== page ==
Online Encyclopedia


Online Encyclopedia
Originally appearing in Volume V06, Page 20 of the 1911 Encyclopedia Britannica.
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CHEATING, " the fraudulently obtaining the property of another by any deceitful practice not amounting to felony, which practice is of such a nature that it directly affects, or may directly affect, the public at large" (Stephen, Digest of Criminal Law, chap. xl. ยง 367). Cheating is either a common law or statutory offence, and is punishable as a misdemeanour. An indictment for cheating at common law is of comparatively rare occurrence, and the statutory crime usually presents itself in the form of obtaining money by false pretences (q.v.). The word " cheat " is a variant of " escheat," i.e. the reversion of land to a lord of the fee through the failure of blood of the tenant. The shortened form " cheater " for " escheator " is found early in the legal sense, and chetynge appears in the Promptorium Parvulorum, c. 1440, as the equivalent of confiscatio. In the 16th century " cheat " occurs in vocabularies of thieves and other slang, and in such works as the Use of Dice-Play (1532). It is frequent in Thomas Harman's Caveat or Warening for . . . Vagabones (1567), in the sense of " thing," with a descriptive word attached, e.g. smeling chete = nose. In the tract Mihil Mumchance, his Discoverie of the Art of Cheating, doubtfully attributed to Robert Greene (1560-1592), we find that gamesters call them-selves cheaters, " borrowing the term from the lawyers." The sense development is obscure, but it would seem to be due to the extortionate or fraudulent demands made by legal " escheators."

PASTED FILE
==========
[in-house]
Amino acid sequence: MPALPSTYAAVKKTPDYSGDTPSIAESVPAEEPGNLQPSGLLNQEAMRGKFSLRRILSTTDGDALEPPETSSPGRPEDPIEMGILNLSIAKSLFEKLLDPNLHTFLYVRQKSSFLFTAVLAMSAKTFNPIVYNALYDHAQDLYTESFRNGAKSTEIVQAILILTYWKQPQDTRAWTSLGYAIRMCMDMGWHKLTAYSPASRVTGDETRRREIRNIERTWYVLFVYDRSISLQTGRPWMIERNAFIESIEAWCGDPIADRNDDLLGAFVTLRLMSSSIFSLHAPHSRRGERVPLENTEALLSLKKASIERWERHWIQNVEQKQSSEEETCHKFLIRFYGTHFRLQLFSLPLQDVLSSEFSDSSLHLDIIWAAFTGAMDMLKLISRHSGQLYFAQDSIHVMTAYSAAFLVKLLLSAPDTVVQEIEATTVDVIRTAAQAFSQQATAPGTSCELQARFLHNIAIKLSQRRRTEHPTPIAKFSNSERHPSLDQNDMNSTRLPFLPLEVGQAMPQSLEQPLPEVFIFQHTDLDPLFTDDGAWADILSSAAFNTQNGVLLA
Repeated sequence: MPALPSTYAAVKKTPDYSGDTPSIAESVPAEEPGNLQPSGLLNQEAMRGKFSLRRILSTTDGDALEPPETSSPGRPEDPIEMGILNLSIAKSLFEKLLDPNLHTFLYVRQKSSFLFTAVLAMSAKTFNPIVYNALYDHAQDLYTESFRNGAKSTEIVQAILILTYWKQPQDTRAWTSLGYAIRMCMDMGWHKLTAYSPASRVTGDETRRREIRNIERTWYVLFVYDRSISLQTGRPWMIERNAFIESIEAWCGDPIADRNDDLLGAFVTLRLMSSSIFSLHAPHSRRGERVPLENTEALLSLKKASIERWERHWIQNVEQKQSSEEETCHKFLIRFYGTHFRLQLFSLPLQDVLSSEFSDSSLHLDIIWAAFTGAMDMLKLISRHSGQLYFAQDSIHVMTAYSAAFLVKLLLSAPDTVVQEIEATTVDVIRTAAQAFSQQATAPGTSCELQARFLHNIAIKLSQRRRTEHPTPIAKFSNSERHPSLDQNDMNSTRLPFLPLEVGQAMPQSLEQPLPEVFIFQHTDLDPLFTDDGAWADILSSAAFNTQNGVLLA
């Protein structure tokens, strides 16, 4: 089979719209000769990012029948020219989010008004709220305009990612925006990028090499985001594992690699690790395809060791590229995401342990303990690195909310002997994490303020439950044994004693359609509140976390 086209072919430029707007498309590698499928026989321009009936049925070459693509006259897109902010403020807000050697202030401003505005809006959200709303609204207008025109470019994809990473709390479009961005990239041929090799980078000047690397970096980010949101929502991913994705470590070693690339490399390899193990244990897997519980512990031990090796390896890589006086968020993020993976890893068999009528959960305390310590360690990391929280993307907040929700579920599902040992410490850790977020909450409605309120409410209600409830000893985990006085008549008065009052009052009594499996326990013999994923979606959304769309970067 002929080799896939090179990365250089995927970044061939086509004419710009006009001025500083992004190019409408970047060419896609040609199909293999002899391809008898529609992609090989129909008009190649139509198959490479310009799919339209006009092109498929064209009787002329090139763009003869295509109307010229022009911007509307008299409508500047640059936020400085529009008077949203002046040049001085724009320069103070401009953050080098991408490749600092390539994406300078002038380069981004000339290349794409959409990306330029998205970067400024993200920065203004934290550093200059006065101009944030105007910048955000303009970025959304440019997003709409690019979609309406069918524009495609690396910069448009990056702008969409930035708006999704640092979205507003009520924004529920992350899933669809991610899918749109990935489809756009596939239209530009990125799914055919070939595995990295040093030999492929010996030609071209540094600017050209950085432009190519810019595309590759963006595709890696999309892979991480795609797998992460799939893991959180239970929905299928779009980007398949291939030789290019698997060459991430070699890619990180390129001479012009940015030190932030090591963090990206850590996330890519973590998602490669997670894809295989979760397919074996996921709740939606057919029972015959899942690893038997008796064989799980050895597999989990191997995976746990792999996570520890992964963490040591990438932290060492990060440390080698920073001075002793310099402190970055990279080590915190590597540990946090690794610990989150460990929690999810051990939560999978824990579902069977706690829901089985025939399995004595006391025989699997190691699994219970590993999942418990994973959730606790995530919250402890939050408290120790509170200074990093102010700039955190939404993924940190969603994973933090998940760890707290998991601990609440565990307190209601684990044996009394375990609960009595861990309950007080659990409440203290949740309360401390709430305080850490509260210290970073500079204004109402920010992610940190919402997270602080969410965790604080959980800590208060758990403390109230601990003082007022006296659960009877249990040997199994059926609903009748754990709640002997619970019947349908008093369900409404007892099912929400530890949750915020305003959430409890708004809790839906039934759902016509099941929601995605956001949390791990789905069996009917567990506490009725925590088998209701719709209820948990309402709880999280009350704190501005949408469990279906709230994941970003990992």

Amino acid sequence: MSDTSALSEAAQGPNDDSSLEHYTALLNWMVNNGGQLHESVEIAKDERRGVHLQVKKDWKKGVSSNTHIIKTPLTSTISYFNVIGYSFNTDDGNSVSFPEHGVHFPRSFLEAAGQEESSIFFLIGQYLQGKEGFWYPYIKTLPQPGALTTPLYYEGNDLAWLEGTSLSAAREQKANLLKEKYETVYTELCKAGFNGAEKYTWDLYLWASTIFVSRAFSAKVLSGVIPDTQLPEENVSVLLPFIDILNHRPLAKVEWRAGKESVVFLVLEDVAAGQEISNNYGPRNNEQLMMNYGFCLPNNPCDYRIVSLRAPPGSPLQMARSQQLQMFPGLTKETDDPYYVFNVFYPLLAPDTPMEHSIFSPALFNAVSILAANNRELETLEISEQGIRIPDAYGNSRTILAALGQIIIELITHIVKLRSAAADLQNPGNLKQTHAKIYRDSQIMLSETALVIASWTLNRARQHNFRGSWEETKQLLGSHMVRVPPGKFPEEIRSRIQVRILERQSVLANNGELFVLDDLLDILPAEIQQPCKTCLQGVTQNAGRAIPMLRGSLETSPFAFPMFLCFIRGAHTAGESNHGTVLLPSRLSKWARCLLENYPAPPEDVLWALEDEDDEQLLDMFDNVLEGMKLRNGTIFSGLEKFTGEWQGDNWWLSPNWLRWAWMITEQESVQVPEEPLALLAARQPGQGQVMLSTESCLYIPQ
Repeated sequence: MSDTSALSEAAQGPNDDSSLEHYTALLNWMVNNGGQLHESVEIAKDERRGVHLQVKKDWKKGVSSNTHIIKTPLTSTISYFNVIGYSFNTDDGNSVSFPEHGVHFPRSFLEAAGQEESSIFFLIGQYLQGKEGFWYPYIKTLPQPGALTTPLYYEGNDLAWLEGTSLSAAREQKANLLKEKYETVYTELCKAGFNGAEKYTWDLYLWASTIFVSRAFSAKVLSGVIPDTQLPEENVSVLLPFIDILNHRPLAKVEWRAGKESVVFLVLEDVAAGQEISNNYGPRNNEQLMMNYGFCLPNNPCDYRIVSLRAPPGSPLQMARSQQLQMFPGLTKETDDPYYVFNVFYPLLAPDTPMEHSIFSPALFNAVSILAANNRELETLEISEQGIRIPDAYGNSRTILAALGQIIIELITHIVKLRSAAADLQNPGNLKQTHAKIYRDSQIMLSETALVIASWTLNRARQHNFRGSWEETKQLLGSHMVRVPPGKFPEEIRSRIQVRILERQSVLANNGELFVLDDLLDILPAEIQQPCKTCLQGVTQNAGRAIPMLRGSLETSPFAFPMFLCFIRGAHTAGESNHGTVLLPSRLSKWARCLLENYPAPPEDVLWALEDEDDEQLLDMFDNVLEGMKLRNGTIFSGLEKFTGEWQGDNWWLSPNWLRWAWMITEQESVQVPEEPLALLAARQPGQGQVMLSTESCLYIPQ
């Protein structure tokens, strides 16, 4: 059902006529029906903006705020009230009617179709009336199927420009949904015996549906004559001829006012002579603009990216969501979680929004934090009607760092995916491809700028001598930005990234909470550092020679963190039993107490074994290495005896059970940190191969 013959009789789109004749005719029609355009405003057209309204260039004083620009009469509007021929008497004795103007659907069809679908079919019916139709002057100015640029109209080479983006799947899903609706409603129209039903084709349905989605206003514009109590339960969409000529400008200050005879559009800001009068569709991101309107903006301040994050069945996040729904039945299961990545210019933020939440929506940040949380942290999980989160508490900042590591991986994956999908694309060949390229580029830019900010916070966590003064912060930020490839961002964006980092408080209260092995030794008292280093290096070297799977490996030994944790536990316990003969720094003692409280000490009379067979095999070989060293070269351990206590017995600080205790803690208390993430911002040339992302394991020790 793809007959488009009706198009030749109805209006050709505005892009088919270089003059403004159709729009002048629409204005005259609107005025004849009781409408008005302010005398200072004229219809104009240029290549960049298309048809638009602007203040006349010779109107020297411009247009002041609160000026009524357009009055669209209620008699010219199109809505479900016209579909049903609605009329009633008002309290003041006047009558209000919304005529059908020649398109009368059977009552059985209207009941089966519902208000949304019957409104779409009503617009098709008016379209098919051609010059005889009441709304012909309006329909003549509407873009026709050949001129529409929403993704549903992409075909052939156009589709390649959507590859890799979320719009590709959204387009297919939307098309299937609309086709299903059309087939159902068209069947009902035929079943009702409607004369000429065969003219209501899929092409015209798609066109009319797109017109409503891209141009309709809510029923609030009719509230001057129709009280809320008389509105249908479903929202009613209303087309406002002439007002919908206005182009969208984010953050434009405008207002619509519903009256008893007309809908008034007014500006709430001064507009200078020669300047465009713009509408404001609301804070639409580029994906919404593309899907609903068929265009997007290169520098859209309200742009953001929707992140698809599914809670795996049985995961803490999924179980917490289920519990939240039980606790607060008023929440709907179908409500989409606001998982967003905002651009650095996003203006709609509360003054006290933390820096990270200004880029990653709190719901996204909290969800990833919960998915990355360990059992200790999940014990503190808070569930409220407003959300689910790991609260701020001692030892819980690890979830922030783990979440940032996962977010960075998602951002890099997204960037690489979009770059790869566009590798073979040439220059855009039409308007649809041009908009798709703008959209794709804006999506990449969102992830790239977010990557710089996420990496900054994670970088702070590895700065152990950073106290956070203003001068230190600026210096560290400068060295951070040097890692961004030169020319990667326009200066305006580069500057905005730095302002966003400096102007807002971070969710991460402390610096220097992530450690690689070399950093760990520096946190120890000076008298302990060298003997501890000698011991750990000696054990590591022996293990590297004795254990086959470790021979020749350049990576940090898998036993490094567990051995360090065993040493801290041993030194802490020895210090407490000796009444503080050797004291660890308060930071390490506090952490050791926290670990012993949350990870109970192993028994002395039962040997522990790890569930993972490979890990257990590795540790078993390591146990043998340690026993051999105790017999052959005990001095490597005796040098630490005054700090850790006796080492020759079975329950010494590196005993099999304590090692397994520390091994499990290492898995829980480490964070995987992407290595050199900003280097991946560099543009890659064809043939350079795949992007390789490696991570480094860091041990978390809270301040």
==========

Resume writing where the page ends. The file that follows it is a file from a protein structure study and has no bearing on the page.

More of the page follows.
End of Article: CHEATING

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